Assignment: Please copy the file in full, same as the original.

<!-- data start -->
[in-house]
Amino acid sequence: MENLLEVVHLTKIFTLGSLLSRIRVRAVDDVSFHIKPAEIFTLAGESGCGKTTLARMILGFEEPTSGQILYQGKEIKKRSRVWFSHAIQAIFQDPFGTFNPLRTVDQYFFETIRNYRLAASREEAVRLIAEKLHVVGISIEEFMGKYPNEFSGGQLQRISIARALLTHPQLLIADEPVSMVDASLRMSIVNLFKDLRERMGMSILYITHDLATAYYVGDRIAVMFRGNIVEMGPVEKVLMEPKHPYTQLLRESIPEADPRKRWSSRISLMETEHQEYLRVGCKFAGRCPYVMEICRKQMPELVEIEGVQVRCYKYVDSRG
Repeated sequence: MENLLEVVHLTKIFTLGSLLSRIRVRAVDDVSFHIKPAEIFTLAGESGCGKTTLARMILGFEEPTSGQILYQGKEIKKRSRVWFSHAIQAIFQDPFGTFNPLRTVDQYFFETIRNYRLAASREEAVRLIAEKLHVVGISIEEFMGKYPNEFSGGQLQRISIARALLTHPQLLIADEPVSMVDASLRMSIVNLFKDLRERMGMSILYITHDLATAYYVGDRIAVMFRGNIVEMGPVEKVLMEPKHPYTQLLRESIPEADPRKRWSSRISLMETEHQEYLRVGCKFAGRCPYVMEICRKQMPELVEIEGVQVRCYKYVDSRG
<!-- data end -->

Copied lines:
[in-house]
Amino acid sequence: MENLLEVVHLTKIFTLGSLLSRIRVRAVDDVSFHIKPAEIFTLAGESGCGKTTLARMILGFEEPTSGQILYQGKEIKKRSRVWFSHAIQAIFQDPFGTFNPLRTVDQYFFETIRNYRLAASREEAVRLIAEKLHVVGISIEEFMGKYPNEFSGGQLQRISIARALLTHPQLLIADEPVSMVDASLRMSIVNLFKDLRERMGMSILYITHDLATAYYVGDRIAVMFRGNIVEMGPVEKVLMEPKHPYTQLLRESIPEADPRKRWSSRISLMETEHQEYLRVGCKFAGRCPYVMEICRKQMPELVEIEGVQVRCYKYVDSRG
Repeated sequence: MENLLEVVHLTKIFTLGSLLSRIRVRAVDDVSFHIKPAEIFTLAGESGCGKTTLARMILGFEEPTSGQILYQGKEIKKRSRVWFSHAIQAIFQDPFGTFNPLRTVDQYFFETIRNYRLAASREEAVRLIAEKLHVVGISIEEFMGKYPNEFSGGQLQRISIARALLTHPQLLIADEPVSMVDASLRMSIVNLFKDLRERMGMSILYITHDLATAYYVGDRIAVMFRGNIVEMGPVEKVLMEPKHPYTQLLRESIPEADPRKRWSSRISLMETEHQEYLRVGCKFAGRCPYVMEICRKQMPELVEIEGVQVRCYKYVDSRG